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Heart to Heart

Gerontologist Karl Pillemer gleans relationship advice from veterans of long marriages.


Jennifer Thomas Birckmayer, MA ’56, was married to her husband for forty-seven years before he passed away in 2003. Theirs was a partnership built on deep love and commitment— the kind of relationship that many would envy. Even though it has been more than a decade since he died, Birckmayer still calls her husband—Harold Birckmayer ’52, MBA ’56, who always went by Peter—her best friend.

Yet Birckmayer, now eighty-two, doesn’t look back on her marriage through rose-colored glasses. Along with the joy, she remembers the rough patches, as she and Peter struggled with many of the troubles that long-term couples face. During their years together, they coped with the deaths of her sister and their parents. They confronted financial woes when Peter once lost his job and, as she describes it, they were “dirt poor” with four young children to support. There was plenty of stress as they juggled family and work, particularly since Birckmayer—an early childhood educator who worked as a senior extension associate for Cornell’s Department of Human Development—often had to attend meetings in Ithaca, more than three hours away from their home in Kinderhook, New York. They had serious health issues, too: Peter suffered from asthma, while Birckmayer twice battled breast cancer.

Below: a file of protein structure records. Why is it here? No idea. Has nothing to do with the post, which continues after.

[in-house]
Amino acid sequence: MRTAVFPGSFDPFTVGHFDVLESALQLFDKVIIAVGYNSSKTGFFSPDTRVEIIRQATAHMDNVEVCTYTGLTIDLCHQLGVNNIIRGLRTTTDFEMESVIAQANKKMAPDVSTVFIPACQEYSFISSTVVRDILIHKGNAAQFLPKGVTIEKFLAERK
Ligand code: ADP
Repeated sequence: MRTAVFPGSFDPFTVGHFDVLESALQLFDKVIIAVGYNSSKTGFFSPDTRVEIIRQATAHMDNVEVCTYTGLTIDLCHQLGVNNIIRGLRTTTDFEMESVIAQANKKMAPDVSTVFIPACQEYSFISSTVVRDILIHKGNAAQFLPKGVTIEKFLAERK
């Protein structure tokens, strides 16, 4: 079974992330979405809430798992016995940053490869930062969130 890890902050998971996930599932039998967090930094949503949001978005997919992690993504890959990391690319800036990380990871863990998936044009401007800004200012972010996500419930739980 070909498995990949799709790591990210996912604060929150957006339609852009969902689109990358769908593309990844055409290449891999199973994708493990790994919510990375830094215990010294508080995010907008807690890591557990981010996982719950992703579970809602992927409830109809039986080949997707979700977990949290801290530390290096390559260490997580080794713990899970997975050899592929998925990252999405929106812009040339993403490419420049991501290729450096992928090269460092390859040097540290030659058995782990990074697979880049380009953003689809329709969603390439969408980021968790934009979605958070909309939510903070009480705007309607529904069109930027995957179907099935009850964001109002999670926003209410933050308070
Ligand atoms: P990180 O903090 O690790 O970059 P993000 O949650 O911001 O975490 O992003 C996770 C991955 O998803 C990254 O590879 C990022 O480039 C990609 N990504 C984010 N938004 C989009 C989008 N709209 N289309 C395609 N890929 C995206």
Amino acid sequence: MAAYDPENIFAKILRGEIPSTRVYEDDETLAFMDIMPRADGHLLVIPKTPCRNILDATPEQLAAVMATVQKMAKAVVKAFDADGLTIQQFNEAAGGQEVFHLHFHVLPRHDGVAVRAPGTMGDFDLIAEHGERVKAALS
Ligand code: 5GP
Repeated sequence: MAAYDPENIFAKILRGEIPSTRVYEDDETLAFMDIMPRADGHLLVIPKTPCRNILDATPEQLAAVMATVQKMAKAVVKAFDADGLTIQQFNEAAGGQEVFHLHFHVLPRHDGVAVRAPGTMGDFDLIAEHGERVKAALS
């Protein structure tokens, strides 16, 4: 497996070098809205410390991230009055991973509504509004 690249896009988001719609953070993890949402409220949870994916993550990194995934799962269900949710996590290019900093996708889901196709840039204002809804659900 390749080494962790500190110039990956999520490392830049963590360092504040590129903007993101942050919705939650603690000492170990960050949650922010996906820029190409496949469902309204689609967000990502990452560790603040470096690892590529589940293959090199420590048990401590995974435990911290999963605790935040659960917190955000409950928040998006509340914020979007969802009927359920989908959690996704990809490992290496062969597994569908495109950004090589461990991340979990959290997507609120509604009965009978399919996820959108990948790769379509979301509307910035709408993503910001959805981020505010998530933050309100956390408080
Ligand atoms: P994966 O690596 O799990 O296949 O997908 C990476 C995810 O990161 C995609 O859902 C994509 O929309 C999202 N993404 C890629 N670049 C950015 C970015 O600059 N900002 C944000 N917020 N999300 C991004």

And, of course, there was the day-to-day strain of simply living together, dealing with each other’s quirks and quibbling over household chores. She admits that there were times when they could have given up on their marriage—and she’s extremely glad they didn’t. “After the initial ‘Isn’t it wonderful to be together,’ it settles down to being a lot of hard work,” she says. “I don’t think either of us had any idea of how hard it was going to be, and how many down spots there would be in it.” But, Birckmayer adds, “those occasional moments of deep connection and extraordinary intimacy are just so stunning that I can’t imagine having them with anybody other than my husband. They make all of it worthwhile.”

That kind of sage observation can only come from someone with a stockpile of life experience—and it’s why human development professor Karl Pillemer turned to older Americans for relationship advice. Birckmayer is one of more than 700 people over sixty-five whom Pillemer and his research team interviewed for his latest book, 30 Lessons for Loving: Advice from the Wisest Americans on Love, Relationships, and Marriage, which comes out in January from Hudson Street Press.

Marriage minded: Pillemer interviewed couples who had been wed as long as seventy-six years. (Photo: UP)